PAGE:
Letters To The Editor 

This week's letters

Teachers are frustrated

After working a full school year without a contract, teachers are now preparing to take action to resolve outstanding issues at the bargaining table. Teachers are frustrated at the lack of progress with the British Columbia Public Sector Employer’s Association (BCPSEA), the bargaining agent of the school board. BCPSEA is unable or unwilling to bargain any substantive issues with teachers, in particular, students’ learning conditions that were stripped from our previous collective agreement. Teachers in Howe Sound and across the province have seen a marked erosion in students’ learning conditions, with significantly larger classes and elimination of supports for special needs students. Ninety per cent of B.C.’s teachers have indicated that class size and supports for special needs students should be restored to our collective agreement.

Teachers will continue to work hard to reach a negotiated settlement and will do everything possible to avoid disruption. However, we are fully prepared to take whatever action is necessary to achieve our bargaining goals. We are concerned that an essential service designation by the Labour Relations Board will cause unnecessary disruption in our schools and are dismayed that B.C. is the only province in Canada that has designated education an "essential service." This was brought in by Gordon Campbell’s Liberal government in 2001, despite the fact that very few teachers strikes had occurred in the previous decade, and more instructional days were lost due to the weather than labour disputes.

In the coming weeks, it is critically important that the provincial government meet with teachers in a mutual effort to negotiate, problem solve and avoid disruption in the education system. Further, we urge our elected school board trustees, parents, and other stakeholder groups to encourage the government and BCPSEA to resolve this dispute through negotiation, not confrontation.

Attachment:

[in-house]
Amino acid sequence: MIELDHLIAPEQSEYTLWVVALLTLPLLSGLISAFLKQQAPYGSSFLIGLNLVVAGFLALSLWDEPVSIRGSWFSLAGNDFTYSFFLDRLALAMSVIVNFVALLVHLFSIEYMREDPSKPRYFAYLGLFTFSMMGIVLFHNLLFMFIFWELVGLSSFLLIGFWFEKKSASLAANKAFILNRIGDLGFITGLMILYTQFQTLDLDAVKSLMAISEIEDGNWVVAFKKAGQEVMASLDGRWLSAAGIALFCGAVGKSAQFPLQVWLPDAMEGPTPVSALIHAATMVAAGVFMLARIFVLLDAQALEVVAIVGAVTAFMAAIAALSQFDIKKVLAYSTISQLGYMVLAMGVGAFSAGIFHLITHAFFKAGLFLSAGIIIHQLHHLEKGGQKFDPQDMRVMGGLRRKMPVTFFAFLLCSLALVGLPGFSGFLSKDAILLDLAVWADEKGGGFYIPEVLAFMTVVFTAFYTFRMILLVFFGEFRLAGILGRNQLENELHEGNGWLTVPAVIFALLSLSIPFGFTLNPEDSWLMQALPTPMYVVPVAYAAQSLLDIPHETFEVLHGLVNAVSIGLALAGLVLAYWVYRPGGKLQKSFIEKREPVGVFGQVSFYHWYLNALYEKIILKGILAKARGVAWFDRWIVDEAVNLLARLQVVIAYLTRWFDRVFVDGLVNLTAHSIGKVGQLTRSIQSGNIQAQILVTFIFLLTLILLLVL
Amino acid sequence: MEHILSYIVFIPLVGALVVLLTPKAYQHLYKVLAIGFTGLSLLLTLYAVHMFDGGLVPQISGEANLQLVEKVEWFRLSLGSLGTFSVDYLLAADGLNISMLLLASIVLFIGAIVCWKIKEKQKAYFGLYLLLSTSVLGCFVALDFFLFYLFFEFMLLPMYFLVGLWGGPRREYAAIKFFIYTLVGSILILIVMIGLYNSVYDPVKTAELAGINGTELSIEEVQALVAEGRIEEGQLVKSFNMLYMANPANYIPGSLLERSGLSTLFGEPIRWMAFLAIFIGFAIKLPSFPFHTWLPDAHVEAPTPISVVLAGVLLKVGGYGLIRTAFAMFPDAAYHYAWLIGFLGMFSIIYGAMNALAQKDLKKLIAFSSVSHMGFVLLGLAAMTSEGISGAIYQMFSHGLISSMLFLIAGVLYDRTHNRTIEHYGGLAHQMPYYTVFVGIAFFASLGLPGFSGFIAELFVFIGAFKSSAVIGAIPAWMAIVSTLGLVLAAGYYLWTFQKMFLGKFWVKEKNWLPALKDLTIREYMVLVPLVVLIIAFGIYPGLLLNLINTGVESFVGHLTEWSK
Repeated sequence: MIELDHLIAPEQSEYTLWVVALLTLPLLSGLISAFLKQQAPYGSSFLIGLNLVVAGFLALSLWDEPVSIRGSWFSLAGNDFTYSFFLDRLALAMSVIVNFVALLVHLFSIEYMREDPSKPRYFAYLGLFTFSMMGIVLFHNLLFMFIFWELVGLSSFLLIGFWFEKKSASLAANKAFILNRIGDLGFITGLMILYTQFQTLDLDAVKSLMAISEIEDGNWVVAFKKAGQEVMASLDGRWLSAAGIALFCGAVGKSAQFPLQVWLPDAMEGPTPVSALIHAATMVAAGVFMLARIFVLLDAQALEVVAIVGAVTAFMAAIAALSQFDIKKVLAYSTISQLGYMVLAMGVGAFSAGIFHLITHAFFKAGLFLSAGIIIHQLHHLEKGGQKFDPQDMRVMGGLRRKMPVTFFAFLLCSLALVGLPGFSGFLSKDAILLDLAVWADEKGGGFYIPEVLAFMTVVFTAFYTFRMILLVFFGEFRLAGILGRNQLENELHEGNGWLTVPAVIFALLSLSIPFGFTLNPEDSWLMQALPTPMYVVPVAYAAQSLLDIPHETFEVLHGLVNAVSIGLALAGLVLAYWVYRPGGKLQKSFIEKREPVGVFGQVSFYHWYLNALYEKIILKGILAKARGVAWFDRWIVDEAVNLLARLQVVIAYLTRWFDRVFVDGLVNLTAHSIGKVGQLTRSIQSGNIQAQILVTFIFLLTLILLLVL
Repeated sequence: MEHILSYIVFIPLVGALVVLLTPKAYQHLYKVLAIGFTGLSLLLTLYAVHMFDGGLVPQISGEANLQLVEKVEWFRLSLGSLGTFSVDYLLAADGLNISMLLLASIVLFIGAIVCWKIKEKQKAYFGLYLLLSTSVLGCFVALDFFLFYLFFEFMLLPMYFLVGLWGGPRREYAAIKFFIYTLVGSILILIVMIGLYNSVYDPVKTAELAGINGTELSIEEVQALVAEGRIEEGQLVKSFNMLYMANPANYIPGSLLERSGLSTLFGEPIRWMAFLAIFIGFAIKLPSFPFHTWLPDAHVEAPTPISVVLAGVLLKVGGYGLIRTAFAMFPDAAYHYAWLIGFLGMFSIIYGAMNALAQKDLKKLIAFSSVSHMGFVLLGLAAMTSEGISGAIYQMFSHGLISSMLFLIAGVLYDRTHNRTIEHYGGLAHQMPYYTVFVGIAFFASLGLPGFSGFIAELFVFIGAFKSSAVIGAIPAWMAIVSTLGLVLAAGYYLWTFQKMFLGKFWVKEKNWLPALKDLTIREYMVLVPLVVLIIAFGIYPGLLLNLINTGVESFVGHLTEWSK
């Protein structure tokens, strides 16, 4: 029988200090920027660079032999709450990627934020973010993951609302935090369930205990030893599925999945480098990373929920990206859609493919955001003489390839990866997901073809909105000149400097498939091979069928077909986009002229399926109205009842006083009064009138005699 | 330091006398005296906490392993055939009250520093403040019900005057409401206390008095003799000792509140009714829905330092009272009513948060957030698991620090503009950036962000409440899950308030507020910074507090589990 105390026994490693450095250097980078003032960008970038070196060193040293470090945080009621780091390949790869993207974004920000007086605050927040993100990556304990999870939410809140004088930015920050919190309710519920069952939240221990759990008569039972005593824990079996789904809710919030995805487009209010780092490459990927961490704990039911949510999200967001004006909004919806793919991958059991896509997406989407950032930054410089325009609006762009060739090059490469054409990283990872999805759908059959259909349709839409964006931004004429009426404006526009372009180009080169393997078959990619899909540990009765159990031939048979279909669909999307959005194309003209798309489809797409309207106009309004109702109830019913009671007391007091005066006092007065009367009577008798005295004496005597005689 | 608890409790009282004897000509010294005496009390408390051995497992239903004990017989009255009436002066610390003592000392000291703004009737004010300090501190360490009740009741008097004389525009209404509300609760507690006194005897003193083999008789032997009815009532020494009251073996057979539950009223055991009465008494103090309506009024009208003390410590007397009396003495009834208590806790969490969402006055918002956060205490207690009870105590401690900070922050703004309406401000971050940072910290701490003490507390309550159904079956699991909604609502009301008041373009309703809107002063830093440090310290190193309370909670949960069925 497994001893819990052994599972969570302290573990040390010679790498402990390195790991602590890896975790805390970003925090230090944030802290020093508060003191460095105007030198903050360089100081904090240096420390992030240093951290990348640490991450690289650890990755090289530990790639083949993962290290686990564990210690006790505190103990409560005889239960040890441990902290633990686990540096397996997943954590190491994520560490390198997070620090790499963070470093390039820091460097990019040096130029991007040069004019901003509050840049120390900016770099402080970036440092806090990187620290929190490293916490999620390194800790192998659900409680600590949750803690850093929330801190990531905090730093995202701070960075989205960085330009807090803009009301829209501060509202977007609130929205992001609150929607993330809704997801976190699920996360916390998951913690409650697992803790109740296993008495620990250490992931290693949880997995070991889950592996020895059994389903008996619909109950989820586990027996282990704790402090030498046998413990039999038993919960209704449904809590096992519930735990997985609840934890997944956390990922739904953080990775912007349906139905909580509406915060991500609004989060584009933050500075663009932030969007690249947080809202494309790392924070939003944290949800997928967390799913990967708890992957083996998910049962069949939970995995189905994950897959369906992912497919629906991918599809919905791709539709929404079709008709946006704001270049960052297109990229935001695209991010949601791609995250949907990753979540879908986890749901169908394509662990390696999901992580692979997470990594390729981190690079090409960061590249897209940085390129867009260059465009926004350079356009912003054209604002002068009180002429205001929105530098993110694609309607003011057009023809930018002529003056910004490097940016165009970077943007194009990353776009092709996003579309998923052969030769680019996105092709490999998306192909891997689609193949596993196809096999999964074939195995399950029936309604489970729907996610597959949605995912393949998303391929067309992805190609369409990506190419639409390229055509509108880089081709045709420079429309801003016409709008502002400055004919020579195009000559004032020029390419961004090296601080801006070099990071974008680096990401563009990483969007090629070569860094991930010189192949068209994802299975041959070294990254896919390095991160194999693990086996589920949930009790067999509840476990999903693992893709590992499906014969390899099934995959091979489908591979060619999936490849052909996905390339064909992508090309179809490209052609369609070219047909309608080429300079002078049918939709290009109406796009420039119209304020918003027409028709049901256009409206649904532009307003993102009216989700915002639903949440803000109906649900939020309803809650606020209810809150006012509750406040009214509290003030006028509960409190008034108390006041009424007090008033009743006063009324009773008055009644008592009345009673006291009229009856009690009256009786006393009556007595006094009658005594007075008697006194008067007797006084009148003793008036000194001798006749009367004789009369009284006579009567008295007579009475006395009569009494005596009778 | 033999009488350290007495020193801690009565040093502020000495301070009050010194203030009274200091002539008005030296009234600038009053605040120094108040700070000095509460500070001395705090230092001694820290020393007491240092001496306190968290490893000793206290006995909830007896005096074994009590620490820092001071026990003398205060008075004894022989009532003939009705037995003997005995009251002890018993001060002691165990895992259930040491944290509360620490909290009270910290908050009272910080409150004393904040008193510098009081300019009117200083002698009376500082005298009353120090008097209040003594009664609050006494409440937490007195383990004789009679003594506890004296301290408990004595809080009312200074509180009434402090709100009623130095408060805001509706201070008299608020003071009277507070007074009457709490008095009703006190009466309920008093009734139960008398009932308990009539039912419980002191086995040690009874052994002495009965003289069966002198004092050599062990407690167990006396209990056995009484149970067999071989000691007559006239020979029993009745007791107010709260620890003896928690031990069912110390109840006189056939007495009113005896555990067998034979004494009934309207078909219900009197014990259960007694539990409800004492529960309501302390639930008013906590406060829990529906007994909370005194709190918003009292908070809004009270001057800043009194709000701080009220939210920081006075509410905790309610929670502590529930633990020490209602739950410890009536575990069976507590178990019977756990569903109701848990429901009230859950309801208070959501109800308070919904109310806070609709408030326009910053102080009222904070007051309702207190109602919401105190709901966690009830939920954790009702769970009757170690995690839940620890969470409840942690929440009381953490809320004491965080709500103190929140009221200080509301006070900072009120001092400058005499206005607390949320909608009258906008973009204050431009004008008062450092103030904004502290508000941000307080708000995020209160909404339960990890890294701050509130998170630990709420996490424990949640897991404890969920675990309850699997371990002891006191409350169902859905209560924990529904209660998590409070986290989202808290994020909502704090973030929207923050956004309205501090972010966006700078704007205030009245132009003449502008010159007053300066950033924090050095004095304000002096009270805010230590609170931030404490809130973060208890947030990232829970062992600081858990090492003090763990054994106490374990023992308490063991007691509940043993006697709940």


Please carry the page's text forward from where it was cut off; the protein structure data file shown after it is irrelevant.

Carl E. Walker


Howe Sound Teachers’ Association

Ride on

This past Monday evening Whistler lost one of it’s special people. Ken Quon, 48 years young, the manager of Whistler’s IGA store. Ken was a broad-based community supporter. Through his position at IGA he helped many community groups host their functions. Ken’s profession demanded long hours on the job but when he relaxed it was snowboarding in the winter and riding his mountain bike in the spring, summer and fall. The WORCA Loonie races, volunteering at WORCA work parties made Thursday nights special for him. Those people who rode along side Ken during these events were always treated to his infectious enthusiasm for the sport.

A few years ago Ken was invited, because of his commitment to helping others to enjoy and to improve their mountain bike skills, to join the Wild Willies Bike Club Guides. It was while guiding a Monday evening "Come Ride With Us" that Ken took his last ride. Too few people ever really pass from this life doing exactly what they most enjoy. Ken did. He and his bike just stopped during a ride in lost Lake Park. There was no attributing crash. Medical authorities said, "he would not have even felt falling to the ground while still astride his bike."

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